The Maritime Ringlet
The Town of Beresford and its salt marshes are blessed with the host of a unique butterfly species, the Maritime Ringlet. This page will show you this neighbour, quiet, discreet but also fragile.
Note that this butterfly is found on the logo of the town, it symbolizes flight and freedom, but also our proximity to nature, its fragility and our duty to preserve it.
Beresford’s salt marsh is unique in the sense that it is home to an extremely rare butterfly: Coenonympha tullia nipisiquit, also called the Maritime Ringlet. Many studies have to come to identify the Maritime Ringlet as a threatened species by virtue of the provincial Endangered Species Act in 1996, and it was designated as an endangered species by the Committee on the Status of Endangered Wildlife in Canada (COSEWIC) in 1997.
The Maritime Ringlet is a dark ochre to ochre-brown butterfly with an ocellus on the forewing, that is, a spot resembling an eye. This trait is more developed and more widespread in the female. Very often you notice that the colour turns greyish brown at the edge of the front fender and almost the entire top of the rear fender.
As they age, males get darker and darker. The wings of the Maritime Ringlet have a wingspan of about 3.4 cm for males and 3.6 cm for females. The Maritime Ringlet is often confused with its cousin, the Tawny Satyr.
The Maritime Ringlet is a unique butterfly in many ways. First, it is one of only two butterfly species in Canada that lives exclusively in salt marshes, the other being the lilac-bordered copper (Lycaena dospassosi). To date, there are eight sites worldwide where the Maritime Ringlet is found. They are located in northern New Brunswick and eastern Quebec. They are located in northern New Brunswick and eastern Quebec. In New Brunswick, these sites are clustered around Chaleur Bay, with the largest population found right here in the Beresford Salt Marsh at the mouth of the Peters River. There are also two other settlements near Bathurst, one at Daly Point and a smaller one at Carron Point.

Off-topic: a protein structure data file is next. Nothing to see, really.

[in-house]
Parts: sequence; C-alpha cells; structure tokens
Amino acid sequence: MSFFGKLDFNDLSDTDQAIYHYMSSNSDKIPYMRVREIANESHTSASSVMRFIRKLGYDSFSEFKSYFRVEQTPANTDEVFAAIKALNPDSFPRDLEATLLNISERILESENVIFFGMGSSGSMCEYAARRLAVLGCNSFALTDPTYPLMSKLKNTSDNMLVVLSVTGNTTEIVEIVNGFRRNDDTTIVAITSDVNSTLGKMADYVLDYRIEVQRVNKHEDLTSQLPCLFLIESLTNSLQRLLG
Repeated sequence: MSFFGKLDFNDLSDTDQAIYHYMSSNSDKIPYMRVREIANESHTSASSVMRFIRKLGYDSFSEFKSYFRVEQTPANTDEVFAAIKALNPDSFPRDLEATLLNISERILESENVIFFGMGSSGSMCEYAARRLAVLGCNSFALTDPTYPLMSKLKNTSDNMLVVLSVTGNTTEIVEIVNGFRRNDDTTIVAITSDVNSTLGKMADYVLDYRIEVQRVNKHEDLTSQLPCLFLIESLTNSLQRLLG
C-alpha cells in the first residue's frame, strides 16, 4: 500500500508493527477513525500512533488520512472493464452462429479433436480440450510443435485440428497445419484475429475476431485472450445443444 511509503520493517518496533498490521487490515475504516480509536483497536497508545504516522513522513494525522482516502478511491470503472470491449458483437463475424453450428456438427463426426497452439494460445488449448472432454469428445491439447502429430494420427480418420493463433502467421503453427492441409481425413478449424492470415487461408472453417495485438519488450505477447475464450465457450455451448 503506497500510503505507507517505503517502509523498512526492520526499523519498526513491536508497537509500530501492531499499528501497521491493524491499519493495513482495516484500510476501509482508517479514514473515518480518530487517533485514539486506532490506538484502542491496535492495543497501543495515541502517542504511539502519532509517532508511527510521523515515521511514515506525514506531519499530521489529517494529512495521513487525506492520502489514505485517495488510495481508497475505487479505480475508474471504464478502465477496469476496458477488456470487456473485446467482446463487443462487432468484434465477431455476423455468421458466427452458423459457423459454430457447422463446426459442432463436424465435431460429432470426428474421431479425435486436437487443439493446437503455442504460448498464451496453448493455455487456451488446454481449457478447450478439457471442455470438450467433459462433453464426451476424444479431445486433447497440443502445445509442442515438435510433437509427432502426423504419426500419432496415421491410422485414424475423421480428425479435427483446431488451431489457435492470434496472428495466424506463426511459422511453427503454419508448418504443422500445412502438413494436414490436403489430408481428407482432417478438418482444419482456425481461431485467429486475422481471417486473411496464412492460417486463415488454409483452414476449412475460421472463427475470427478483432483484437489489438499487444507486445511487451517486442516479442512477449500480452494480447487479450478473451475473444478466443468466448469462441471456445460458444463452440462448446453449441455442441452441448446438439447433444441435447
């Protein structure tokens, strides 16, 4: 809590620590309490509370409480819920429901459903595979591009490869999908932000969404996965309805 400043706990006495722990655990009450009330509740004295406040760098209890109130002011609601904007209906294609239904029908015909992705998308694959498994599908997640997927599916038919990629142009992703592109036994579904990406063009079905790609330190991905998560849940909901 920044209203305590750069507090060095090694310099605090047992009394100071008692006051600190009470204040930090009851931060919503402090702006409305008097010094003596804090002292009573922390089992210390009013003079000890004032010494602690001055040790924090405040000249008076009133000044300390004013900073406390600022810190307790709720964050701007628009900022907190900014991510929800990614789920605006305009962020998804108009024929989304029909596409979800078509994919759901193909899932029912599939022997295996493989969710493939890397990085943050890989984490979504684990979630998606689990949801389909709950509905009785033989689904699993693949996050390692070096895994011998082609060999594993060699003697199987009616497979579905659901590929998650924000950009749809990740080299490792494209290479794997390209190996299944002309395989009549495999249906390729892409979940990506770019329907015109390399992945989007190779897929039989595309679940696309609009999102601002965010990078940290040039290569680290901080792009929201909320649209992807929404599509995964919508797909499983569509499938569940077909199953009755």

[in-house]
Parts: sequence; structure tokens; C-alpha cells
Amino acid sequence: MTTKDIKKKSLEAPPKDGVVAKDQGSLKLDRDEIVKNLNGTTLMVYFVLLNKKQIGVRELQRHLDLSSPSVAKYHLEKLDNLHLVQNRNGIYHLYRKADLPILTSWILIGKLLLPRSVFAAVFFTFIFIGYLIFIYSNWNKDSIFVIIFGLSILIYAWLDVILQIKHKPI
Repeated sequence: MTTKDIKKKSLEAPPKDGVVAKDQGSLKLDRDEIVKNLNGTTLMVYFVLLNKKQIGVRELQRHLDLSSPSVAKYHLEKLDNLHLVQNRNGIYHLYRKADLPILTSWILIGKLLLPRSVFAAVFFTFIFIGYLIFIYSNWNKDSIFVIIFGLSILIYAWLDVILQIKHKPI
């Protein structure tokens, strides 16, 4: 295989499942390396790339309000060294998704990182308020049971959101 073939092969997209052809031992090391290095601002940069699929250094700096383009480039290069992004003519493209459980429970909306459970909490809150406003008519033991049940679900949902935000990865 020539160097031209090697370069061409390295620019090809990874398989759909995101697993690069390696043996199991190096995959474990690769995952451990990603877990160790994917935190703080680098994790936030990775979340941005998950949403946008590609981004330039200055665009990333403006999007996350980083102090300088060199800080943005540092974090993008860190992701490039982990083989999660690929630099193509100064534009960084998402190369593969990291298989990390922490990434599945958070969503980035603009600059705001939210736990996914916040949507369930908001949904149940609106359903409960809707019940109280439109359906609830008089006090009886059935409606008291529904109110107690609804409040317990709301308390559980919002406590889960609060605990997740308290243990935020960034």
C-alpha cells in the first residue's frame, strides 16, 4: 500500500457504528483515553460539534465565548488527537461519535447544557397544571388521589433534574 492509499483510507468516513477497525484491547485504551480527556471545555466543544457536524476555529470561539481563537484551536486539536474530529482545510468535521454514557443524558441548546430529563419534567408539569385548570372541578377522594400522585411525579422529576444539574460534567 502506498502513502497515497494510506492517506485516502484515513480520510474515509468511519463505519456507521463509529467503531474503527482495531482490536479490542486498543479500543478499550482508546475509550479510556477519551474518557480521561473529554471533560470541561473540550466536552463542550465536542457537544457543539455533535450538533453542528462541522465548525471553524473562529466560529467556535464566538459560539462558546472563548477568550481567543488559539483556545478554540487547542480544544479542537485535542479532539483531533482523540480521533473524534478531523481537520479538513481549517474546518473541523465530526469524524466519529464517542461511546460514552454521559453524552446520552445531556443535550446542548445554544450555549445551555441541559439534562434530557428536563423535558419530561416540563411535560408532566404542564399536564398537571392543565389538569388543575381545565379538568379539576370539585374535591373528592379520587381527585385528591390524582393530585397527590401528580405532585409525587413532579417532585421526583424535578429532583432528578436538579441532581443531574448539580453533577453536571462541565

In the Quebec City region, three sites were identified, including two near Miguasha and another near the municipality of St-Siméon-de-Bonaventure. Recently, there has been another sighting of this butterfly in the Gaspé region, but few details are available. Despite the lack of data on the subject, it is believed that populations of the Maritime ringlet in Quebec are very small.
Like all species, the Maritime Ringlet has specific needs as to its habitat. First of all, it is found strictly in salt marshes where it can find the necessary plants for its survival; Sea Lavender (Limonium nashii) and Salt-Meadow cordgrass (Spartina patens). As for the Salt-Meadow cordgrass, it is vital for the caterpillar’s development, as it offers both food and shelter.
It has been noted that the size of the Maritime Ringlet population varies with the type of plants found in the salt marsh. The population size varies with the type of plants that are found within the marsh, as its density depends on the available quantity of Sea Lavender and Salt-Meadow cordgrass.
The Maritime Ringlet has four stages of growth: egg, caterpillars, pupa and adults.